Two-step verification is great. However, instead of using SMS for two-step verification, it’s a good idea to use an Authenticator app to get your verification codes. It’s a tiny bit more secure for a number of reasons (like this one), but it can also save you if you happen to lose your Android phone while you’re away from home since you can use written down backup codes to access your account without your phone.

Let me tell you about my weekend:

Since my 18th birthday when I purchased my first cell phone I’ve carried one with me every day. Every day until this Sunday, because I managed to (for the first time) lose my phone getting out of a Lyft Saturday night.

We were roughly an hour away from home when I realized I had apparently dropped my relatively new Note 8 on the floorboard of the car rather than in my purse as we were getting out at our destination. Our driver had left only a few minutes before, so I thought we were in a particularly useful window of time where he might find it rather than a nefarious passenger.

The phone was on silent, so calling didn’t really help. I also have all my notifications hidden, so even texting the phone wouldn’t really provide information to the person who found it.

Then we went to locate it using Google’s Security using my boyfriend’s phone. It’s a nifty tool (located at security.google.com if you end up in the same situation) where you can track your lost phone, make it ring constantly for 5 minutes, wipe it, or leave a “Call This Number” message on your lock screen.

It was a great plan with one fatal flaw: I have two-step verification set up on my Google account using SMS.

Since I had two-step set up on my Google account and my boyfriend’s phone wasn’t a “trusted device” it wanted the code it was texting me in order to let me into my account to track my phone. It keeps thing secure, but without the phone I wasn’t able to get the SMS message and log into my account at all. I was locked out.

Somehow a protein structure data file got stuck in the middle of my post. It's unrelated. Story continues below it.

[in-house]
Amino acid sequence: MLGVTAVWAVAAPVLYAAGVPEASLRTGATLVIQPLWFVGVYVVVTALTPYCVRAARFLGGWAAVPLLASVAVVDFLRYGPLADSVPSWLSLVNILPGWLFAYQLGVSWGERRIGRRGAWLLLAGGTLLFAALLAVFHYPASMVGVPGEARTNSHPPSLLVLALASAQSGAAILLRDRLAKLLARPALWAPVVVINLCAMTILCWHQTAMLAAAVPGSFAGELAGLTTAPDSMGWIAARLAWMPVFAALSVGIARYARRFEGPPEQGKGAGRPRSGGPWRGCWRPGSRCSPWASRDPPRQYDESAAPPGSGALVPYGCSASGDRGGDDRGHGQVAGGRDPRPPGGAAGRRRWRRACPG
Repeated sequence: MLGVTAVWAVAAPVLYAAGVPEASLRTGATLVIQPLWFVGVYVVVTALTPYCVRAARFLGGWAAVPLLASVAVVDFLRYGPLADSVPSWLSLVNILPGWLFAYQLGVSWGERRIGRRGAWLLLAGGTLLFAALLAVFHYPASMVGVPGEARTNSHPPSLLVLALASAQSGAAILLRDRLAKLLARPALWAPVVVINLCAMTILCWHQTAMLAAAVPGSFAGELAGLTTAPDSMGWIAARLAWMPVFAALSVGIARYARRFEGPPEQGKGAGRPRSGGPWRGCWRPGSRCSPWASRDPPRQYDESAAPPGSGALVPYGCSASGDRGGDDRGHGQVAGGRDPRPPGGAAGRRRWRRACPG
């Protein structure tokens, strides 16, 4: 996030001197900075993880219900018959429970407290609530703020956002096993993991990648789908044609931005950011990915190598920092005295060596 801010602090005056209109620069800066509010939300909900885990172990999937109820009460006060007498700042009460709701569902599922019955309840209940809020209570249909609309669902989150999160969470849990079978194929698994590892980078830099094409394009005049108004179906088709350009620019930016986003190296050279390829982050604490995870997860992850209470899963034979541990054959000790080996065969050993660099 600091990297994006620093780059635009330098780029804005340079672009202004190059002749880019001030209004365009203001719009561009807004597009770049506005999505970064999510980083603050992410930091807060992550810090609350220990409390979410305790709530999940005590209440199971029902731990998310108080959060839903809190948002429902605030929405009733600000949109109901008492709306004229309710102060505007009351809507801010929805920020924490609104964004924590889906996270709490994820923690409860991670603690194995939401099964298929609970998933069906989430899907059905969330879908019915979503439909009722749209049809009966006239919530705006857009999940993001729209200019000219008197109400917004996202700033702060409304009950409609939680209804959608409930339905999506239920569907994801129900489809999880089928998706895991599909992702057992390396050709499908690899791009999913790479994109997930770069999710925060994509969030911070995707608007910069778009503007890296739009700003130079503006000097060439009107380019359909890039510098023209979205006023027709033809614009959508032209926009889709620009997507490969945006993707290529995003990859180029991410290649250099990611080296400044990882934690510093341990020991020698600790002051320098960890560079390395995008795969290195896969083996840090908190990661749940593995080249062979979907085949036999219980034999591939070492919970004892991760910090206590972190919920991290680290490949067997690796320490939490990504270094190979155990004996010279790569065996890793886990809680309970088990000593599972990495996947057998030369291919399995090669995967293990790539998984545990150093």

What ended up happening was us going home, me logging into the account on my trusted laptop and then putting a note with my boyfriend’s number on the lock screen. A few hours later I blasted it with a constant full-volume ring, and my Lyft driver called us to let us know he had found the phone and had stowed it in his glove box a few hours prior.

Given that he was an hour from our apartment, that meant that the beginning of our Sunday was a road trip to go meet him in a distant grocery store parking lot to get it back.

The whole situation could have gone a lot worse (I have a phone!) but it also could have gone better. If I had been able to leave that note right when we realized the phone was lost, my Lyft driver probably would have seen it when he found the phone and we could have coordinated while we were all close by. I could have also saved myself a few hours of panic.

Thankfully, we were just an hour from home. Had we been on vacation further away, this could have been a lot more complicated. In my particular situation, I think a few emails to Lyft would have gotten my phone back. However, if it was actually stolen, I wouldn’t have been able to wipe it until I got back to my computer. And if I didn’t have a computer that was already a “trusted” device I would have been in for a whirlwind of pain.

And so, I recommend using Google Authenticator (or your authentication app of choice) instead of SMS. I already do for most of my accounts, but for some reason, my Google account was the last holdout. You still need your phone to get access to your account, but when you sign up you’re also given a few codes to use if you end up like me and need to log in somewhere on the fly without your phone.

I now have a few codes written on the back of an unassuming business card in my wallet. You don’t want to label the paper “Google Codes” in case your wallet is what gets stolen rather than your phone, but writing a few down on a business card, receipt, or the like and tucking it away in a safe place could save you in a similar situation.

Bottom line: Don’t be like me. It wasn’t fun.